Andrew Wimer
Andrew Wimer · August 14, 2020

Louisville, Ky.—Today, Federal District Court Judge Justin R. Walker handed a first-round legal victory to two Nepali immigrants in their challenge to a Kentucky law that is preventing them from opening up a new home health care business in Louisville. Dipendra Tawari and Kishor Sapkota filed their lawsuit in December 2019, after the state rejected their application for a certificate of need (CON), a government permission slip to open a business. The Institute for Justice, a national law firm that has challenged CON laws in several states, is representing Dipendra and Kishor.

“Certificate of need laws unconstitutionally prevent new businesses from competing with established ones,” said IJ Attorney Jaimie Cavanaugh.  “We are thrilled that the court recognized that government shouldn’t be in the business of picking winner and losers. In fact, by doing so, it is entrepreneurs and patients who lose out.”

In his order denying the state’s motion to dismiss the suit, Judge Walker documents,”[T]here is every reason to think that Kentucky’s law increases costs, reduces access, and diminishes quality — for no reason other than to protect the pockets of rent-seeking incumbents at the expense of entrepreneurs who want to innovate and patients who want better home health care.”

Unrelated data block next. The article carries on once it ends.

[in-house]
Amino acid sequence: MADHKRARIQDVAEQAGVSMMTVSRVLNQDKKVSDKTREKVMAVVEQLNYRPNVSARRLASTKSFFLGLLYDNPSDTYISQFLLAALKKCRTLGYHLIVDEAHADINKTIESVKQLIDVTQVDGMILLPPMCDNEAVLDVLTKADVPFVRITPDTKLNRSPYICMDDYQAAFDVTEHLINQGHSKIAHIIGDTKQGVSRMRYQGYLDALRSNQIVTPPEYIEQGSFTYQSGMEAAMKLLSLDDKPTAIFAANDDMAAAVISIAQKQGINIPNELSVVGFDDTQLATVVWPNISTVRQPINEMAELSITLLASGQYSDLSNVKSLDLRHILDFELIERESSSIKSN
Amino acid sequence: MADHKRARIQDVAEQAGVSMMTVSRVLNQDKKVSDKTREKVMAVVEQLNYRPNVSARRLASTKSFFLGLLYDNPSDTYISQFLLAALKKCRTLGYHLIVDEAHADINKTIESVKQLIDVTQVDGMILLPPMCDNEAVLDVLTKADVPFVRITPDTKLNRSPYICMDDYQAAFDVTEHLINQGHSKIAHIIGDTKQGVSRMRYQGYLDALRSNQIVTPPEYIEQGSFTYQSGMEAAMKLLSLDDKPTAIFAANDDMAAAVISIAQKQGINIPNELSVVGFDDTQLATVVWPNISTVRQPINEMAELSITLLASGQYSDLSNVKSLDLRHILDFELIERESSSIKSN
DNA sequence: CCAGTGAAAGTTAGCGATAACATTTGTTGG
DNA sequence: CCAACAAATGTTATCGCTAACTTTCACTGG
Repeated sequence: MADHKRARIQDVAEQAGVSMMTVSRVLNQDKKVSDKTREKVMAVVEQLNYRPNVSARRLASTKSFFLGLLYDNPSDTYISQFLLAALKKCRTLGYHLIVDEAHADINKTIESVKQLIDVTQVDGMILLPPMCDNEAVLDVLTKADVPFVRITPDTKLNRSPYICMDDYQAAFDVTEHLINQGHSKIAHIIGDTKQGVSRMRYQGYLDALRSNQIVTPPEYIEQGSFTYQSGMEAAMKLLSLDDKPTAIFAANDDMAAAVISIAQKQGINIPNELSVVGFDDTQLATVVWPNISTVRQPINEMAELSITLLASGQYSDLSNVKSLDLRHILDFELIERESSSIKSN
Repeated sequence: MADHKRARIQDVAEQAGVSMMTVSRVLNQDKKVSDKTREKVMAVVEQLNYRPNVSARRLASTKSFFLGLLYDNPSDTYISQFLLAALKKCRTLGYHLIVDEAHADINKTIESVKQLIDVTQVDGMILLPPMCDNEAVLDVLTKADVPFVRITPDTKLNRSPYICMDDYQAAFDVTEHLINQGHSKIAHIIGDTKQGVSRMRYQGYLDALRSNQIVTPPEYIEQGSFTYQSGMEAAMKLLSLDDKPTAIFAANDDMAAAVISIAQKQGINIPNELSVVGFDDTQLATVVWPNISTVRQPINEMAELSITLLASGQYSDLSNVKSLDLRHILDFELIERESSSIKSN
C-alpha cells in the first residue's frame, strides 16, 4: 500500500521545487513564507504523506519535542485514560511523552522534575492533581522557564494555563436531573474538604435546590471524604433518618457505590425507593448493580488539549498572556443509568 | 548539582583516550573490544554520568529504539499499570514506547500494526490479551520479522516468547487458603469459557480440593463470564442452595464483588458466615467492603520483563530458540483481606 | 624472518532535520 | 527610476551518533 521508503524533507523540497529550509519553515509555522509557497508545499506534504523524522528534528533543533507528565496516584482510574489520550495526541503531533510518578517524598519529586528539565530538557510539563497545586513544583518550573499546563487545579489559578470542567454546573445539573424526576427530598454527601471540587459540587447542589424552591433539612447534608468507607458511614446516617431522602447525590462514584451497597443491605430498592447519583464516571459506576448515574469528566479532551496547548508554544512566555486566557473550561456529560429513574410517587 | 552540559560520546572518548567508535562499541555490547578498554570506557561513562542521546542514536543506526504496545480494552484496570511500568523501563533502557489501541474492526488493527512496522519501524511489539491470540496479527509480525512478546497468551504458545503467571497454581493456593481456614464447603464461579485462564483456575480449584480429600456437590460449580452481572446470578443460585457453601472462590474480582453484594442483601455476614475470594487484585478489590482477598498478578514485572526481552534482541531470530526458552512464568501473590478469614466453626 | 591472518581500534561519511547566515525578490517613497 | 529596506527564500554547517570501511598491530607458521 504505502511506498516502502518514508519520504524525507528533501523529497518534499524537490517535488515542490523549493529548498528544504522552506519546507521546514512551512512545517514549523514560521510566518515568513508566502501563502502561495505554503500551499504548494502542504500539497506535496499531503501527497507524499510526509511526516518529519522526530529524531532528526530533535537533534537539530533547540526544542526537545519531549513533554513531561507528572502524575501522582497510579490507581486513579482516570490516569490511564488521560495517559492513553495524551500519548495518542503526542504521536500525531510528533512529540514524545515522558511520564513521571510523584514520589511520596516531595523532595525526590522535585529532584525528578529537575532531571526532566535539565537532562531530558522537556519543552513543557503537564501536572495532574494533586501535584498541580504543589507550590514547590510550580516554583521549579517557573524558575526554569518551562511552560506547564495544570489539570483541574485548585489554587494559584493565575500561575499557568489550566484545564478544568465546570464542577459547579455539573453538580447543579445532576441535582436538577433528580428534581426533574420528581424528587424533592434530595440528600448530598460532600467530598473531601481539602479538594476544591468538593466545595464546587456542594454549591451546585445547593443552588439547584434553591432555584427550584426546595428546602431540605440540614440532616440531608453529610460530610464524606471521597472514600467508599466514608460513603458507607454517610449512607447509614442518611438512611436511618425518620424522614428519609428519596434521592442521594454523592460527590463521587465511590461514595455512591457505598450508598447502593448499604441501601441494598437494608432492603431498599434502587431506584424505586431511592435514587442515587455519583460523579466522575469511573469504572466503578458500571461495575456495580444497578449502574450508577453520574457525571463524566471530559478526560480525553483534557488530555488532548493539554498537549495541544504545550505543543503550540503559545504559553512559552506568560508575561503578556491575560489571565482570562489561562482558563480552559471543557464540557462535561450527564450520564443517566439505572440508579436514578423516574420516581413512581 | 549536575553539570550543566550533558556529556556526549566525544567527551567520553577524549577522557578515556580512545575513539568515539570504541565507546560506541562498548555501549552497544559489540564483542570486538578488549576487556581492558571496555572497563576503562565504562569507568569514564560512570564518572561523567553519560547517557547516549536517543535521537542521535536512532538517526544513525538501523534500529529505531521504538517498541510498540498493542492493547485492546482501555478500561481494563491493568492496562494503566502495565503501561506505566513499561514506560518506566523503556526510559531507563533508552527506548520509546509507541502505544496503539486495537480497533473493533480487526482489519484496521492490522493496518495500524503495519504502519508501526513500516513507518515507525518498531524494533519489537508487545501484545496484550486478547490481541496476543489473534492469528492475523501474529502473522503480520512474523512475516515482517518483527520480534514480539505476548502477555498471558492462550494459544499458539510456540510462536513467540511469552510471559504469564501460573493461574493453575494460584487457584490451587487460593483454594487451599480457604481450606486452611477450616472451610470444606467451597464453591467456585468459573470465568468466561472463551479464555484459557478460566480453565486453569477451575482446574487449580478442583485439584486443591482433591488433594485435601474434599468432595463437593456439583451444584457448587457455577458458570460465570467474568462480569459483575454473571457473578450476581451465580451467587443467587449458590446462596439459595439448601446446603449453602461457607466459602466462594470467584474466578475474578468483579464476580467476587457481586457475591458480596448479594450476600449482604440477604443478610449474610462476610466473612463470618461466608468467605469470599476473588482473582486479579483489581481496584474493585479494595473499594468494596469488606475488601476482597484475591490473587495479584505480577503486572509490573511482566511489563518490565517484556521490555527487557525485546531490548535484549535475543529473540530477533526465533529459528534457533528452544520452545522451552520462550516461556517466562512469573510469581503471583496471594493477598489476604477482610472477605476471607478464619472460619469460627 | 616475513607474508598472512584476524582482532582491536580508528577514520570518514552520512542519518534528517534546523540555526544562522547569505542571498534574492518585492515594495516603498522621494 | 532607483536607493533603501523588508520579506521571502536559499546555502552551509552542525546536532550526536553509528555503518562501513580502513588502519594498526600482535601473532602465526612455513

Dipendra and Kishor saw an urgent need for Nepali speakers to receive home health care from workers who understood their language and culture. With thousands of Nepali immigrants living in the Louisville area, they hoped to open a modest business that would employ nurses and health aides qualified to offer services to both the Nepali community and anyone else needing quality care in their home. But their dream was ended by the state’s CON law, which says that there is no need for new home health agencies in most of Kentucky.

That law effectively allows large health care companies to monopolize home health services in the state. Dipendra’s application was formally opposed by the $2 billion Baptist Health conglomerate, which operates its own home health agency.

Numerous studies have shown that CONs do not reduce health costs and may serve as a barrier to patients getting the care they need. In 2013, a national consulting firm hired by the state of Kentucky recommended “[s]uspending / discontinuing the CON program for home health agencies.” However, that recommendation was never acted upon by Kentucky legislators.

“No one should be barred from opening a business just because a competitor got there first,” said IJ Attorney Andrew Ward. “Kentucky’s CON law is unconstitutional, and we’re looking forward to proving it at trial.”